Departmental Research Projects
Publication detailsDarvill, Christopher M., Bentley, Michael J. & Stokes, Chris R. Geomorphology and weathering characteristics of erratic boulder trains on Tierra del Fuego, southernmost South America: implications for dating of glacial deposits. Geomorphology. 2015;228:382-397.
- Publication type: Journal Article
- ISSN/ISBN: 0169-555X
- DOI: 10.1016/j.geomorph.2014.09.017
- Keywords: Erratic boulder train, Supraglacial, Subglacial, Rock avalanche, Weathering, Cosmogenic nuclide exposure dating.
- Further publication details on publisher web site
- Durham Research Online (DRO) - may include full text
Author(s) from Durham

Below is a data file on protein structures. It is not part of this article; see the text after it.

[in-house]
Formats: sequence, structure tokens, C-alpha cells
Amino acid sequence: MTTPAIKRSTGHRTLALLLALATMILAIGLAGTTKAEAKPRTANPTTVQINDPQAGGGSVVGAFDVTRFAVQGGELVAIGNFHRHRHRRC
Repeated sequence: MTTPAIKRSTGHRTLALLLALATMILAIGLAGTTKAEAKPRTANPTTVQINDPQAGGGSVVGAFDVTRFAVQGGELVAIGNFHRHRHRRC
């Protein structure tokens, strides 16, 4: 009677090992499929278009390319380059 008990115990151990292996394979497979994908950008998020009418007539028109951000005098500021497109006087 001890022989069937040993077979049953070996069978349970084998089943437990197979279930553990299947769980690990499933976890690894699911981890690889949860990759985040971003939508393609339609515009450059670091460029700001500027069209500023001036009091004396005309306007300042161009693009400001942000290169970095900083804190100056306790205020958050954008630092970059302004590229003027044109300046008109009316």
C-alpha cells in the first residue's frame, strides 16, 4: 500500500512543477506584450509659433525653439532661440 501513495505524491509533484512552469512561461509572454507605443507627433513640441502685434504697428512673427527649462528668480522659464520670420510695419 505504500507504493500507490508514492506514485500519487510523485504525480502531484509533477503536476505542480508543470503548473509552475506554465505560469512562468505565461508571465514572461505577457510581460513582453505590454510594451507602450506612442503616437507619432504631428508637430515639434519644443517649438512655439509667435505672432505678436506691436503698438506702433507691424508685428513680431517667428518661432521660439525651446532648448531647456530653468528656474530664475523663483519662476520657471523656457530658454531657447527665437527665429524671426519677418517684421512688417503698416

Erratic boulder trains (EBTs) are a useful glacial geomorphological feature because they reveal former ice flow trajectories and can be targeted for cosmogenic nuclide exposure dating. However, understanding how they are transported and deposited is important because this has implications for palaeoglaciological reconstructions and the pre-exposure and/or erosion of the boulders. In this study, we review previous work on EBTs, which indicates that they may form subglacially or supraglacially but that large angular boulders transported long distances generally reflect supraglacial transport. We then report detailed observations of EBTs from Tierra del Fuego, southernmost South America, where their characteristics provide a useful framework for the interpretation of previously published cosmogenic nuclide exposure dates. We present the first comprehensive map of the EBTs and analyse their spatial distribution, size, and physical appearance. Results suggest that they were produced by one or more supraglacial rock avalanches in the Cordillera Darwin and were then transported supraglacially for 100s of kilometres before being deposited. Rock surface weathering analysis shows no significant difference in the weathering characteristics of a sequence of EBTs, previously hypothesized to be of significantly different age (i.e., different glacial cycles). We interpret this to indicate that the EBTs are much closer in age than previous work has implied. This emphasises the importance of understanding EBT formation when using them for cosmogenic nuclide exposure dating.